Using multilevel models to quantify heterogeneity in resource selection

Authors

  • Tyler Wagner,

    1. United States Geological Survey, Pennsylvania Cooperative Fish and Wildlife Research Unit, Pennsylvania State University, University Park, PA 16802, USA
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  • Duane R. Diefenbach,

    Corresponding author
    1. United States Geological Survey, Pennsylvania Cooperative Fish and Wildlife Research Unit, Pennsylvania State University, 404 Forest Resources Bldg., University Park, PA 16802, USA
    • United States Geological Survey, Pennsylvania Cooperative Fish and Wildlife Research Unit, Pennsylvania State University, 404 Forest Resources Bldg., University Park, PA 16802, USA.
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  • Sonja A. Christensen,

    1. Pennsylvania Cooperative Fish and Wildlife Research Unit, Pennsylvania State University, University Park, PA 16802, USA
    Current affiliation:
    1. Massachusetts Division of Fisheries and Wildlife, 1 Rabbit Hill Rd., Westborough, MA 01581, USA.
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  • Andrew S. Norton

    1. Pennsylvania Cooperative Fish and Wildlife Research Unit, Pennsylvania State University, University Park, PA 16802, USA
    Current affiliation:
    1. Department of Forest and Wildlife Ecology, University of Wisconsin, Madison, WI 53706, USA.
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  • Associate Editor: Terry L. Shaffer.

Abstract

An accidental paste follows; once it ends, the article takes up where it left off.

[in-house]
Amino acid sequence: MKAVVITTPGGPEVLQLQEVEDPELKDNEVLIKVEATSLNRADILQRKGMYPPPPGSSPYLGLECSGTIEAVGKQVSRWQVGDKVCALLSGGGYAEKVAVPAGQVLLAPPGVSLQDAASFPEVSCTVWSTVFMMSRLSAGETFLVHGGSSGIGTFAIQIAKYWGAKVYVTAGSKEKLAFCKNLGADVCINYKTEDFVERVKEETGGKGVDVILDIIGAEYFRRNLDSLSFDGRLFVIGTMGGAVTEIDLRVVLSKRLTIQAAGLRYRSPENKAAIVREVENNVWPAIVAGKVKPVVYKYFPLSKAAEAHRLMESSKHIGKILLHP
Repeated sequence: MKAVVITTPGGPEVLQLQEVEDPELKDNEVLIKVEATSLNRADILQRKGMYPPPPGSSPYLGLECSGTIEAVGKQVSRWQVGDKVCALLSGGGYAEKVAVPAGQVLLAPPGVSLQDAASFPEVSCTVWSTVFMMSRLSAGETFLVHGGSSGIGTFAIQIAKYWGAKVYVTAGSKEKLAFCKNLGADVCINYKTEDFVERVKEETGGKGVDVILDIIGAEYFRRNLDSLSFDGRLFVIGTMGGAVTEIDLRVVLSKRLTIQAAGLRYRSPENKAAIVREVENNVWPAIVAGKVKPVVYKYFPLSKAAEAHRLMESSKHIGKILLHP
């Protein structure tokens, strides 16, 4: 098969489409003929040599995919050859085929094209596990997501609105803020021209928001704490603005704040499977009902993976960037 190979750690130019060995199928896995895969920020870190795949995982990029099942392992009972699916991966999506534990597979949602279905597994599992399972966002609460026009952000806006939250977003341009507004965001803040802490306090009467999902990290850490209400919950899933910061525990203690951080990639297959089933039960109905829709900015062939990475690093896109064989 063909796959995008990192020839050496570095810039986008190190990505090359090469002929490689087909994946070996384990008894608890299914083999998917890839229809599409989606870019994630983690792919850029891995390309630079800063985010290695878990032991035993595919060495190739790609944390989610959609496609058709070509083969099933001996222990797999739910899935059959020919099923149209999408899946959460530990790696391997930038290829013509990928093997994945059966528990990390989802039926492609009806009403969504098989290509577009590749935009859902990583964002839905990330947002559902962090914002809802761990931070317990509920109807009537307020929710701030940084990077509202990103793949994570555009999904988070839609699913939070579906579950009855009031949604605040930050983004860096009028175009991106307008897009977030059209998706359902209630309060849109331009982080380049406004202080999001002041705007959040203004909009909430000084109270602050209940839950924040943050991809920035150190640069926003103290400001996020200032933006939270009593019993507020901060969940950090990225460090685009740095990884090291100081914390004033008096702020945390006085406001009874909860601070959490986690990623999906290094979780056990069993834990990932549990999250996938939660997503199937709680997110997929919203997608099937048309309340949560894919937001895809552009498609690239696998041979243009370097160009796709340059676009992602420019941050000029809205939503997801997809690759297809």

Models of resource selection are being used increasingly to predict or model the effects of management actions rather than simply quantifying habitat selection. Multilevel, or hierarchical, models are an increasingly popular method to analyze animal resource selection because they impose a relatively weak stochastic constraint to model heterogeneity in habitat use and also account for unequal sample sizes among individuals. However, few studies have used multilevel models to model coefficients as a function of predictors that may influence habitat use at different scales or quantify differences in resource selection among groups. We used an example with white-tailed deer (Odocoileus virginianus) to illustrate how to model resource use as a function of distance to road that varies among deer by road density at the home range scale. We found that deer avoidance of roads decreased as road density increased. Also, we used multilevel models with sika deer (Cervus nippon) and white-tailed deer to examine whether resource selection differed between species. We failed to detect differences in resource use between these two species and showed how information-theoretic and graphical measures can be used to assess how resource use may have differed. Multilevel models can improve our understanding of how resource selection varies among individuals and provides an objective, quantifiable approach to assess differences or changes in resource selection. © 2011 The Wildlife Society.

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